Deciding to visit Rwanda added one more little task to the “to-do list” – yellow fever vaccine is required to enter Rwanda.  Off we went to visit the Larimer County Health Department for a Yellow Fever immunization.  I’m happy to report neither one of us had any side effects from the experience!

10/5 Update – we made hotel reservations for the Hotel Uhland in Munich for 8 rooms for 16 of us so now we have a place to stay for Oktoberfest.  Next task for Oktoberfest is to get reservations for tables in an evening session tent and then buy  food vouchers.  I’ll be in Germany this summer and may try to get them all then.

Hotel Uhland Munich

Hotel Uhland, Munich

A change to the not firm plans

Last Friday I got an email from SRH in Heidelberg asking if I want to teach a class this coming summer for 5 weeks.  I’d like to but this throws a wrench in the plan that’s not set in concrete yet!  Since we can only be in the Schengen countries 90 days out of every 180 days,  spending 5 weeks in July reduces the number of days we can stay in most of Europe after the Africa trip.  Thanks to an amazing calculator I found published by the EU, I figured out we can stay about 7 days after the Africa trip so it’s on to Plan B.  Now we’re thinking we can drop off the duffel bags in Heidelberg, pick up our “regular” bag and head off to the UK – maybe stop in for a visit with Darcy and Kelly before we head up to Scotland to see what the whiskey trail looks like. We need to so some research to make sure the distilleries and castles are even open in December but I’m betting we could have a few places pretty much to ourselves!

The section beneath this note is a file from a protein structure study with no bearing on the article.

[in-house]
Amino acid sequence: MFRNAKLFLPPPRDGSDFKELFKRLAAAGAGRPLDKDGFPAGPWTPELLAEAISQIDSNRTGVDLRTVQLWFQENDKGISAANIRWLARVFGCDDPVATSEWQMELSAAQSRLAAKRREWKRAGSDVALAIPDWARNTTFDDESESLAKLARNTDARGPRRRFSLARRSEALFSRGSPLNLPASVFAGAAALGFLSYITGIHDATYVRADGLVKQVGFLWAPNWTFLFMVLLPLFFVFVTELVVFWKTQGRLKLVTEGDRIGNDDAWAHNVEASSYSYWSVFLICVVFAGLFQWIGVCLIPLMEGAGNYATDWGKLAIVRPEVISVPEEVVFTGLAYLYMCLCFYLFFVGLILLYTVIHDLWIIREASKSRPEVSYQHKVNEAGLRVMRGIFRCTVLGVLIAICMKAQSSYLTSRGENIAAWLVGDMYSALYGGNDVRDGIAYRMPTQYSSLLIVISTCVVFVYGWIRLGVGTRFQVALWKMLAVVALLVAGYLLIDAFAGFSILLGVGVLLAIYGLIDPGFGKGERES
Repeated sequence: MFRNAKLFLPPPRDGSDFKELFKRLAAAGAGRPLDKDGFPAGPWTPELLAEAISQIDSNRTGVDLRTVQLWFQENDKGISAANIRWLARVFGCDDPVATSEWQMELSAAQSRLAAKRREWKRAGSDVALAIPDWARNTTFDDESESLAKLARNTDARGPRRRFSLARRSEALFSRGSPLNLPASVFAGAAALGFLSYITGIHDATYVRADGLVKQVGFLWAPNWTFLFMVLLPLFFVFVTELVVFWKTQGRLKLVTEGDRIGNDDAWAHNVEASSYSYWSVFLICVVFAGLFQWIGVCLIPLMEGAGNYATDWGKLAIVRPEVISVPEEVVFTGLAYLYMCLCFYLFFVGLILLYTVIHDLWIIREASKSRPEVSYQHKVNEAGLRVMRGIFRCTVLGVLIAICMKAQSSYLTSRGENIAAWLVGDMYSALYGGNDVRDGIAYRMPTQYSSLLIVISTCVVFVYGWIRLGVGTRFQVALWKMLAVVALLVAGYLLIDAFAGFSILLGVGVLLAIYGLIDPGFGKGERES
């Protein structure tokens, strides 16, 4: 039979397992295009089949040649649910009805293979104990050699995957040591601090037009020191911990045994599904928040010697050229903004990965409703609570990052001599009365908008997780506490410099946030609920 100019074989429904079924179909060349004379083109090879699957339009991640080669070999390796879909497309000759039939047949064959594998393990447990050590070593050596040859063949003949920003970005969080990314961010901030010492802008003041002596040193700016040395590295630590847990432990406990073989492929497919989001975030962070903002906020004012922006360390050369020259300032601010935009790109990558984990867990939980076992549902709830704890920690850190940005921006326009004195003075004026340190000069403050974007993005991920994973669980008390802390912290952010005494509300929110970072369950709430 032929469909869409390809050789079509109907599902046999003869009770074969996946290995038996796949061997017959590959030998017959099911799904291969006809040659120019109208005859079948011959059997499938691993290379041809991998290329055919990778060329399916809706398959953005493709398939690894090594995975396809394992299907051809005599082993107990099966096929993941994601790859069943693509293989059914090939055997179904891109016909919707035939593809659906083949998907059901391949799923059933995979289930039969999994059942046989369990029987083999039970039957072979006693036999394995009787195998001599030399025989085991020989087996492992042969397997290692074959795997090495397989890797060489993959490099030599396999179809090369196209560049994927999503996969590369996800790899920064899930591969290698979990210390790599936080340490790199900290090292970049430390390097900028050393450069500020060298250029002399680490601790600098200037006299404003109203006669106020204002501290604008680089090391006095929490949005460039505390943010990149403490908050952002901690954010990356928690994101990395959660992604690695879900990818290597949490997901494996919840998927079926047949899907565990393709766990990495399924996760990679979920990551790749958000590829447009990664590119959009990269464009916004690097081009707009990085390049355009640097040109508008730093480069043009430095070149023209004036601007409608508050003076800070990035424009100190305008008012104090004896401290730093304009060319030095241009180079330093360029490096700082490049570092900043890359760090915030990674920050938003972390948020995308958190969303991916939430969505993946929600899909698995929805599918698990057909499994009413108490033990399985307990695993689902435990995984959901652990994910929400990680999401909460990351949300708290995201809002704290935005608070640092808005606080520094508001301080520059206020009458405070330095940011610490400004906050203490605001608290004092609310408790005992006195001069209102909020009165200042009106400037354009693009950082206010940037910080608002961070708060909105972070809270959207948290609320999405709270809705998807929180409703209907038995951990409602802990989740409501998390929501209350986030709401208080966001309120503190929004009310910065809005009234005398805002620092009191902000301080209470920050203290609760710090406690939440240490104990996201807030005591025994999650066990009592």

How do we pack for this adventure?

clothes on bed

What should we pack?

After working for LOTS of years and trying out all sorts of travel, we’ve decided we’re too old to do the backpacking route. While we’ll each have a daypack with computers and cameras, we are NOT lugging backpacks along and trying to manipulate them on buses while earning sore backs and shoulders – as much as I like massages!  We’ve opted for one suitcase each plus one joint duffel bag for the safari.